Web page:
Grow Great Evaluators!

QuaverSEL lesson focuses on evaluation skills and helps students determine reliable resources

For the first time ever, many students are finding themselves learning entirely online. Though the Internet has many incredible benefits and can be an amazing learning tool, it also opens up a world of misinformation and unreliable resources. 

Outside of school, students may seek information about current events, personal issues, and more. Knowing the sources they can trust and being able to identify an unreliable source are important skills. 

Today, we’re going to dig into a lesson all about responsible decision-making and evaluating information. 

This lesson, “Evaluating Information,” can be found in Lesson 24 in the 5th grade curriculum.

Quaver SEL Lesson 24 in the 5th grade curriculum, lesson all about responsible decision-making and evaluating information.

The purpose of this lesson is for students to be able to evaluate the accuracy and truthfulness of information from a variety of sources.

Let’s dig in!

The following activities are appropriate for 5th grade+ students. 

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Topic Discussion

The lesson begins with a fun question game. Students will be able to pick a box to reveal a question. For example, “Who can you ask if you feel confused about the trustworthiness of a source?” This screen is a great discussion tool to help explore students’ prior knowledge. 

Activity lesson where students pick a box to reveal a question. For example, “Who can you ask if you feel confused about the trustworthiness of a source?”

Lesson Mindset

The Lesson Mindset screen reminds students of the theme of this lesson: “Don’t believe everything you read.” Remind students that this theme doesn’t just apply to school, but to other areas of our lives. 

Students can select a number of interactive activities that reinforce the theme. 

Lesson Mindset “Don’t believe everything you read.” reinforces the theme of evaluating the accuracy and truthfulness of a variety of information from different sources.

Don’t Believe Everything You Read

This story reinforces the theme of evaluating the accuracy and truthfulness of a variety of information from different sources. The story introduces Annika, who learns a lesson about not believing everything she reads. Annika reads an article that says that only men can be aerospace engineers, and she worries and wonders if this is true.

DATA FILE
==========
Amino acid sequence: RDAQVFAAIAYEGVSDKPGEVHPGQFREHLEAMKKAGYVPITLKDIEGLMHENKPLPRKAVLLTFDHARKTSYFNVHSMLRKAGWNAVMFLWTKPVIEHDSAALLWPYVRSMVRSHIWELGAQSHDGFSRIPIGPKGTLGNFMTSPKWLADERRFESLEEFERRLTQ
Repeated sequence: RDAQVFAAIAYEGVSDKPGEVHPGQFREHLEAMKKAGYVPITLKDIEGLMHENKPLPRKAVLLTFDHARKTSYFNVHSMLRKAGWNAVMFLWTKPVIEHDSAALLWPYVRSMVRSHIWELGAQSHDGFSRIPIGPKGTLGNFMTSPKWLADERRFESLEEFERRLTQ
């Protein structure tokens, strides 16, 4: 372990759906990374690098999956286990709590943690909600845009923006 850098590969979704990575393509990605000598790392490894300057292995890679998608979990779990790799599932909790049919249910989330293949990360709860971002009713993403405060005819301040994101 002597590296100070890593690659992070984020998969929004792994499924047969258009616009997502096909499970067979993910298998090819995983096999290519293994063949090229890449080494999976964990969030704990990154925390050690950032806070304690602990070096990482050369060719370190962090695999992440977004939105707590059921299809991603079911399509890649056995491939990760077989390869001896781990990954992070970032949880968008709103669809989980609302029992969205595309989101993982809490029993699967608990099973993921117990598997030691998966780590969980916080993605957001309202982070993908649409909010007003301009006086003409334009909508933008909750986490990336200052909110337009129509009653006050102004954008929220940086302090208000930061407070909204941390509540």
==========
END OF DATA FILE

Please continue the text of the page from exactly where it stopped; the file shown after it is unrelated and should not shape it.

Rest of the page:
The story outlines four ways to evaluate a source of information:

  • Is the information coming from someone I trust?
  • Do I think the information is true?
  • What evidence is provided?
  • Is this based on facts? 

Students can also consult a trusted adult!

The story outlines four ways to evaluate a source of information

Is It Trustworthy?

This activity addresses the theme of evaluating the accuracy and truthfulness of information from different sources. In the age of technology, it’s easy for information and news to get misconstrued or passed along without proper citation. What sources can we trust? What sources might give incorrect information?

This activity addresses the theme of evaluating the accuracy and truthfulness of information from different sources.

Circle Up

This screen encourages a community gathering discussion about the theme of the lesson  Because this screen encourages students to gather in a group, you might adapt this screen to work in a distance learning environment or forgo it altogether. 

Remind students of the community gathering guidelines and address the prompt: “Tell us about a time you believed a source that turned out to be untrustworthy. How could what we learned today have helped you?” 

In a distance learning environment, this could be a discussion via Zoom or another video meeting platform. You might also encourage students to send you their response privately. 

This screen encourages a community gathering discussion about the theme of the lesson

Reflections and Other Thoughts

Remind students that this week we have been talking about the importance of evaluating information.

As you listen to the audio, ask students to reflect on how they might use this new knowledge this year. 

Reflections and Other Thoughts Activity for Evaluating Information include ask students to reflect on how they might use this new knowledge this year.

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Facing school closure due to COVID-19? Find tips on distance teaching and free, ready-to-use resources at QuaverSEL.com/Care2020